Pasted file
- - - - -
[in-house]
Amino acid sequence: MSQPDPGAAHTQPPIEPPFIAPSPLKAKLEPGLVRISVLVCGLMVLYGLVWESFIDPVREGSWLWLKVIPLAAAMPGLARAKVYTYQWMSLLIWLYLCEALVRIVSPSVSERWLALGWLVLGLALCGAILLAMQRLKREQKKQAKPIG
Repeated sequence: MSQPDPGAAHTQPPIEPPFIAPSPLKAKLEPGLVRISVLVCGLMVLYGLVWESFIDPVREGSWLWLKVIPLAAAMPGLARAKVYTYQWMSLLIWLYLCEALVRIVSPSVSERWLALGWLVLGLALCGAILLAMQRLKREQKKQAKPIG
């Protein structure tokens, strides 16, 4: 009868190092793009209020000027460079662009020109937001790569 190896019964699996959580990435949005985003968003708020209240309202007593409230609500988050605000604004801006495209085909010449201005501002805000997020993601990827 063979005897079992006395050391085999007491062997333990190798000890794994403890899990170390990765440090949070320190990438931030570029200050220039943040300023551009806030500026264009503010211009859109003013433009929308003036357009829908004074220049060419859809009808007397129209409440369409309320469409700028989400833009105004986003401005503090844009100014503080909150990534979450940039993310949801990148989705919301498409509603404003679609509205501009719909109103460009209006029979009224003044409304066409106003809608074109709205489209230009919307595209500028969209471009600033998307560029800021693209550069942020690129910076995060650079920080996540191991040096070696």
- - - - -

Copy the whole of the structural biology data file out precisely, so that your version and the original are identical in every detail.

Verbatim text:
[in-house]
Amino acid sequence: MSQPDPGAAHTQPPIEPPFIAPSPLKAKLEPGLVRISVLVCGLMVLYGLVWESFIDPVREGSWLWLKVIPLAAAMPGLARAKVYTYQWMSLLIWLYLCEALVRIVSPSVSERWLALGWLVLGLALCGAILLAMQRLKREQKKQAKPIG
Repeated sequence: MSQPDPGAAHTQPPIEPPFIAPSPLKAKLEPGLVRISVLVCGLMVLYGLVWESFIDPVREGSWLWLKVIPLAAAMPGLARAKVYTYQWMSLLIWLYLCEALVRIVSPSVSERWLALGWLVLGLALCGAILLAMQRLKREQKKQAKPIG
């Protein structure tokens, strides 16, 4: 009868190092793009209020000027460079662009020109937001790569 190896019964699996959580990435949005985003968003708020209240309202007593409230609500988050605000604004801006495209085909010449201005501002805000997020993601990827 063979005897079992006395050391085999007491062997333990190798000890794994403890899990170390990765440090949070320190990438931030570029200050220039943040300023551009806030500026264009503010211009859109003013433009929308003036357009829908004074220049060419859809009808007397129209409440369409309320469409700028989400833009105004986003401005503090844009100014503080909150990534979450940039993310949801990148989705919301498409509603404003679609509205501009719909109103460009209006029979009224003044409304066409106003809608074109709205489209230009919307595209500028969209471009600033998307560029800021693209550069942020690129910076995060650079920080996540191991040096070696």